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Homeward bound private astronaut shares gorgeous night shots of Earth

Earth as seen from the International Space Station.
Earth as seen from the International Space Station. Marcus Wendt/Axiom Space/NASA

Axiom Space’s third private mission to the International Space Station (ISS) was supposed to last two weeks, but the all-European crew stayed for a few extra days while it waited for the weather conditions to improve at the splashdown site off the coast of Daytona, Florida.

Having finally undocked from the space station on Wednesday, Ax-3 crewmembers Walter Villadei, Alper Gezeravcı, and Marcus Wandt, and professional astronaut Michael López-Alegría are now on their way home in a SpaceX Crew Dragon spacecraft that’s set to splash down on Friday morning.

During the extra time aboard the orbital outpost, Wandt, who’s shown himself to have a keen eye during his stay, shared a final set of stunning Earth photos captured from the ISS about 250 miles up.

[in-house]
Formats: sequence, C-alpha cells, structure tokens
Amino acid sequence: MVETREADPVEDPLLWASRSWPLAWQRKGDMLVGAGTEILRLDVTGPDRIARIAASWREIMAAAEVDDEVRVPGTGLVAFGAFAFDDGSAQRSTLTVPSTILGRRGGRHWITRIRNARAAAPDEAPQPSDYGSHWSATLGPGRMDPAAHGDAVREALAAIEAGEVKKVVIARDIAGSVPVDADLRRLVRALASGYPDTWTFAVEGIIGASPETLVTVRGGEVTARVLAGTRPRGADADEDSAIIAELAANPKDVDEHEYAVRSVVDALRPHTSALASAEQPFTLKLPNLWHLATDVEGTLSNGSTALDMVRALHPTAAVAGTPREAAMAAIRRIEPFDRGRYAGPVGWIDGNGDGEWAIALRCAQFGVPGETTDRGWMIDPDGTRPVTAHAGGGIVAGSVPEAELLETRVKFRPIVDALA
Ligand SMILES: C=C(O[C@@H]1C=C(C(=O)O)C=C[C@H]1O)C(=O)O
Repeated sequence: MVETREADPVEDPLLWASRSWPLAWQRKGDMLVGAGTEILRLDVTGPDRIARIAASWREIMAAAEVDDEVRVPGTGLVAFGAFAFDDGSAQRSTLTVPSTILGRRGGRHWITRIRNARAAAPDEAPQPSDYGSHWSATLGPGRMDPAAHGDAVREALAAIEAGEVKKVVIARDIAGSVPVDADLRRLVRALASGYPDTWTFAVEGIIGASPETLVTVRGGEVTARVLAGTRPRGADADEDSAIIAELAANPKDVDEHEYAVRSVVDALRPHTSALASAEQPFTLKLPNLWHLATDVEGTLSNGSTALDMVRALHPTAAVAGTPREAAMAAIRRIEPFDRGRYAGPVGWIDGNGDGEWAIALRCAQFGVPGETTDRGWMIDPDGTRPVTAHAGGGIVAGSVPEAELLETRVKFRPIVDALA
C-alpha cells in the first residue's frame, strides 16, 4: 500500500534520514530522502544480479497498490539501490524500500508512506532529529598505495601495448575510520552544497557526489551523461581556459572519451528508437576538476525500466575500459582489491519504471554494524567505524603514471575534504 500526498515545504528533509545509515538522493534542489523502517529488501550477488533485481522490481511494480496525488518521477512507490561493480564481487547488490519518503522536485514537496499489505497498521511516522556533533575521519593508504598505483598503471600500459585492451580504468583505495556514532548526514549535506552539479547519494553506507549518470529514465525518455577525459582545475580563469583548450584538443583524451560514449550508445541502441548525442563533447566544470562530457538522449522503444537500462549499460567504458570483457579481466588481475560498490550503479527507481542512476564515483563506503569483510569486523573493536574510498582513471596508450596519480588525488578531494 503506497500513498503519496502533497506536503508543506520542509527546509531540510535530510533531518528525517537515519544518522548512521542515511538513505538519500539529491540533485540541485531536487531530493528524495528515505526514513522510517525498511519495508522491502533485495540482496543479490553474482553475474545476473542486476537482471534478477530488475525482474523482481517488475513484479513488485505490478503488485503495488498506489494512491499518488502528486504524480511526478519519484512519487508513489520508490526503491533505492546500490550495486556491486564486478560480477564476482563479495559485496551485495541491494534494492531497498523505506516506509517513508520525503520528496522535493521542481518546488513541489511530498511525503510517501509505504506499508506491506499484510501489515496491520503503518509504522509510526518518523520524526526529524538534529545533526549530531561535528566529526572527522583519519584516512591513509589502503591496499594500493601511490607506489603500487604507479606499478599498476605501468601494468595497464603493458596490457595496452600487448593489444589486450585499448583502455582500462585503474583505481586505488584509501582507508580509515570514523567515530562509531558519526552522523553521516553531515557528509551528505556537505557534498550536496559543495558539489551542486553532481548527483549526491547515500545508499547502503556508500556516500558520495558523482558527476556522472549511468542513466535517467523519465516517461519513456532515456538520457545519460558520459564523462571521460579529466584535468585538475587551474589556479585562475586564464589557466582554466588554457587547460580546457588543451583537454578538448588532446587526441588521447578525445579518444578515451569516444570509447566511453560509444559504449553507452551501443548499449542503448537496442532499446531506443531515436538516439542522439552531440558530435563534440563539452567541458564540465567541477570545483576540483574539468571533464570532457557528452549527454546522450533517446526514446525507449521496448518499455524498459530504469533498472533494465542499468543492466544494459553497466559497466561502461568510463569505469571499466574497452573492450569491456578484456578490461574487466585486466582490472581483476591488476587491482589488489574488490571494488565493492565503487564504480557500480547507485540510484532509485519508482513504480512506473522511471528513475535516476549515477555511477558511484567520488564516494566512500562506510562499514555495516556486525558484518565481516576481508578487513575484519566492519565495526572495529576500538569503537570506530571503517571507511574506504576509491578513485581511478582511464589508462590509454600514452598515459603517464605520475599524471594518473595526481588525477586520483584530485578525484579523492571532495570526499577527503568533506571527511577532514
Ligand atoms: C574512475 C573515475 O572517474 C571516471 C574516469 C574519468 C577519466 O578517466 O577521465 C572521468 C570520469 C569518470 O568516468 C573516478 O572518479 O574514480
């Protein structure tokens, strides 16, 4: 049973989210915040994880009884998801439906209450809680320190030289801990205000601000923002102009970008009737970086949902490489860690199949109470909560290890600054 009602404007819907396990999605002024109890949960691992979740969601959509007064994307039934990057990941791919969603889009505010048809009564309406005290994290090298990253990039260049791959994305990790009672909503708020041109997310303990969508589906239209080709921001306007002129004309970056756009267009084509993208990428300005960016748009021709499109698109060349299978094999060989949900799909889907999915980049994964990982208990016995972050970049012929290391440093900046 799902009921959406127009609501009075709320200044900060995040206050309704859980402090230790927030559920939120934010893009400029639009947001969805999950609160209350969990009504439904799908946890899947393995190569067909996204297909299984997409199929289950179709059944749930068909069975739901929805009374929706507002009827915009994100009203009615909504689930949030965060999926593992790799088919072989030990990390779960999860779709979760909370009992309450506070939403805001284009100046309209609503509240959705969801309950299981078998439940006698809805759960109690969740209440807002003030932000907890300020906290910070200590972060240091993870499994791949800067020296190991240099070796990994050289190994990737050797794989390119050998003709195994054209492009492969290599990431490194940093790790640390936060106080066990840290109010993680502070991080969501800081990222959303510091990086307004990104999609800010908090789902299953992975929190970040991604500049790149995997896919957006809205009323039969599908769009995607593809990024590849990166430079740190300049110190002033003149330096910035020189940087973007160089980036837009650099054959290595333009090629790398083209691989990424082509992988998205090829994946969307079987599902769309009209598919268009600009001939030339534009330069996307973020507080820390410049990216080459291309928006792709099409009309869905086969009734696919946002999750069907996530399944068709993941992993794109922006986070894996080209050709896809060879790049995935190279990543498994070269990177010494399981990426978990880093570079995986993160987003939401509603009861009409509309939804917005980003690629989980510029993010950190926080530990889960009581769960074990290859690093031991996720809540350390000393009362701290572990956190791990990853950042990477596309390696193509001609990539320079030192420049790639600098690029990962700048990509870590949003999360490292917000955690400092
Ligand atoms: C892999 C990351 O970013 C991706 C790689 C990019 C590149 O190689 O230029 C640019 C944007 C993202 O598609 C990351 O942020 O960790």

Something in the things she shows me… 🎶#Muninn #Earth #NoFilter pic.twitter.com/jXwh3wnUCO

— Marcus Wandt (@astro_marcus) February 8, 2024

Wandt doesn’t say what camera he used for the images, but the space station is known to have a large collection of professional-grade camera bodies and lenses for visitors to use. In fact, NASA is in the process of updating its ISS camera equipment from older DSLR bodies to mirrorless Nikon Z9 cameras after delivering a consignment of them last month.

During breaks from science research, astronauts aboard the ISS often head for the Cupola, a seven-window module that offers panoramic views of Earth and beyond. It’s the ideal vantage point to capture pictures of our planet.

And with the station orbiting Earth about 16 times every 24 hours, the canvas is always changing when you do have a chance to peer out from the confines of the Cupola.

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